B&W Fiberglass News

B&W Industry Spotlight: Construction

Posted by Craig Barry on Jun 28, 2017 10:09:00 AM

Glass Fiber in Construction.jpg

Few industries have changed more with the invention of reinforced glass fiber than construction. Glass fiber’s strength, insulative properties, and cost-effectiveness make it an ideal material for a myriad of construction applications.

B&W Fiberglass works often with project managers to determine how fiberglass technology can improve their projects. Today, we’re spotlighting the impact glass fiber has made on construction.

Glass Fiber is Ideal for Construction-Related Projects
Fiberglass and other glass thread solutions possess a variety of traits that make them uniquely suited to handle many of the most challenging aspects of construction. In general, fiberglass is lightweight, strong, and weather-resistant, as well as a relatively inexpensive material. Since the mid-twentieth century, glass fiber has been prolifically used in the fields of homebuilding, commercial structures, and infrastructure construction.

Where does fiberglass fit into these construction projects? It’s often utilized as part of a whole-structure insulation system thanks to its inherent insulative properties. Fiberglass can be found as a roofing laminate, composite material, and even structural support in structures around the world. Fiberglass piping is extremely common in both commercial and residential plumbing applications.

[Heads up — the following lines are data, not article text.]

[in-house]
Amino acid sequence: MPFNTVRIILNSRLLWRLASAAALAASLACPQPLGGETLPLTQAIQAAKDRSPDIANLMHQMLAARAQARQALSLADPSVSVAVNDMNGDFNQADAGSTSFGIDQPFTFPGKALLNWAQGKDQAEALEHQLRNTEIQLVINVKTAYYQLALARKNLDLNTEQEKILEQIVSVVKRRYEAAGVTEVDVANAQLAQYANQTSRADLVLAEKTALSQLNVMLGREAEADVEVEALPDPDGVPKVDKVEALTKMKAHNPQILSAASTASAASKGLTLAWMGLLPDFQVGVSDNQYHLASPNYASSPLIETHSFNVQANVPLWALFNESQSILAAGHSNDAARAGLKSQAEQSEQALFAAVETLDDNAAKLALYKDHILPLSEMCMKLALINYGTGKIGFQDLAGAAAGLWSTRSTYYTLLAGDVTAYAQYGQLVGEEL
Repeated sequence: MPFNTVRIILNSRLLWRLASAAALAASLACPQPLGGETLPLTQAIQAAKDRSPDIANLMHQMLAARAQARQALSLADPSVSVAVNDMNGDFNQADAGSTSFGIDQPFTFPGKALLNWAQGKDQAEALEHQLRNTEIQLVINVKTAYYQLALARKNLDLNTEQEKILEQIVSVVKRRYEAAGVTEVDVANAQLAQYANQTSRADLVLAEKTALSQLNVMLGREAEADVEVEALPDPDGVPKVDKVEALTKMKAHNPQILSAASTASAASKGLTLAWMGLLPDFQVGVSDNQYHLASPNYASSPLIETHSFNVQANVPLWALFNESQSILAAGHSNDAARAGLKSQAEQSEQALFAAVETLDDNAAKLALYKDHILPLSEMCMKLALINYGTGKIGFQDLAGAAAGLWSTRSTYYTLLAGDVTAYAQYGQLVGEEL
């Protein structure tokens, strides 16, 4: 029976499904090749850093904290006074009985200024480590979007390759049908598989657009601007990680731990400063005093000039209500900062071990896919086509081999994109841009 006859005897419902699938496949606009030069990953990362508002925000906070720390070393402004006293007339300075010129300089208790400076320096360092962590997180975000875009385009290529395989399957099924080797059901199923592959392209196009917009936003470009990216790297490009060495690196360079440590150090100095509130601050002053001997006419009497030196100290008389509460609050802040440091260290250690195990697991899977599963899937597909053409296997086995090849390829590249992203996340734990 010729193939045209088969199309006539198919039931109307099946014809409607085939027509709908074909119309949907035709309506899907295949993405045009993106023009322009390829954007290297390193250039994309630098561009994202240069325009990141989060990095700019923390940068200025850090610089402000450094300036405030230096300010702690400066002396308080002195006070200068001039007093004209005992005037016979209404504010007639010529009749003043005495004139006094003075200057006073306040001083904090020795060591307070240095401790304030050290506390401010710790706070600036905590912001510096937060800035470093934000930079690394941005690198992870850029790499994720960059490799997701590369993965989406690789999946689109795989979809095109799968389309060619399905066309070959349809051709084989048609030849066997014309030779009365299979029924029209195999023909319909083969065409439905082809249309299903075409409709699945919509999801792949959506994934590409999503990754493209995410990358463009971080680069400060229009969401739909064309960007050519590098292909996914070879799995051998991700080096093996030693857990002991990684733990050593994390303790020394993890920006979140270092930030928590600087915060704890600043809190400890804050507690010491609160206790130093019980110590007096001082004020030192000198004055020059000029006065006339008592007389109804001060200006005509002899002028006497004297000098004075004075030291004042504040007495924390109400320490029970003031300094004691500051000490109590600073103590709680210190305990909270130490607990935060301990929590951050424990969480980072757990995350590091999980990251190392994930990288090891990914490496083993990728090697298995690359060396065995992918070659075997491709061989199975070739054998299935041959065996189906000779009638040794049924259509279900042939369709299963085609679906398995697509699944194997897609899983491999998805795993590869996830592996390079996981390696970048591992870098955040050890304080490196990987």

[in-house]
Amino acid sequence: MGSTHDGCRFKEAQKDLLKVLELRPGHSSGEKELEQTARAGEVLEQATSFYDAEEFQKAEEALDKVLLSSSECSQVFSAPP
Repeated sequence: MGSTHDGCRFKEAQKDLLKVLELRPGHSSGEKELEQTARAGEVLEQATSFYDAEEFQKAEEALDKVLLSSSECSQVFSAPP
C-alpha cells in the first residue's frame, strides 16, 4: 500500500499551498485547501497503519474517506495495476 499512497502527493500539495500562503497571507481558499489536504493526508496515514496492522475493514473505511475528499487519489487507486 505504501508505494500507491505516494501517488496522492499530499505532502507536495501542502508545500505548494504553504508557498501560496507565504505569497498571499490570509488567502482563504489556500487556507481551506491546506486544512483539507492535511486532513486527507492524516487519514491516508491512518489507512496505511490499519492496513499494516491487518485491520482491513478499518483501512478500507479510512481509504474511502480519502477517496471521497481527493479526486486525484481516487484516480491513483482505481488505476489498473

Glass Fiber Reinforced Concrete
Over the last four decades, advancements in concrete reinforcement have led to stronger, longer-lasting concrete products. Glass fiber reinforced concrete (GFRC) is today one of the most sought-after construction materials on the market, offering high tensile strength, elasticity, and non-corrosion.

Currently, most GFRC is comprised of alkali-resistant fiber embedded directly into a concrete matrix. The fibers act as load-bearers while the concrete acts as a load transfer. Although GFRC panels appear on the surface like any other cast concrete panel, they are much lighter and far more economical when considered on a building-wide scale.

A Growing Demand for GFRP
The counterpart to glass fiber reinforced concrete is glass fiber reinforced plastic. Nearly 90% of the reinforcements used in the plastics industry are glass fibers, and studies suggest demand is on the rise. Why? In North America, construction projects ranging from municipal buildings to infrastructure projects to energy structures are driving the surge.

Thermoplastic resin is slowly taking over thermoset resin as the most-used raw material for GFRPs. The combination of fiberglass support and thermoplastic resin offers high impact strength and a more aesthetically pleasing finish compared to other composites. High demand for GFRP products is driving both innovation and quality improvement in the industry as a whole.


How is B&W Fiberglass involved in the construction industry? It’s just one of the applications our versatile array of fiberglass solutions is ideally suited for. Could glass threads the be answer your construction project is looking for?

Topics: Construction, GFRP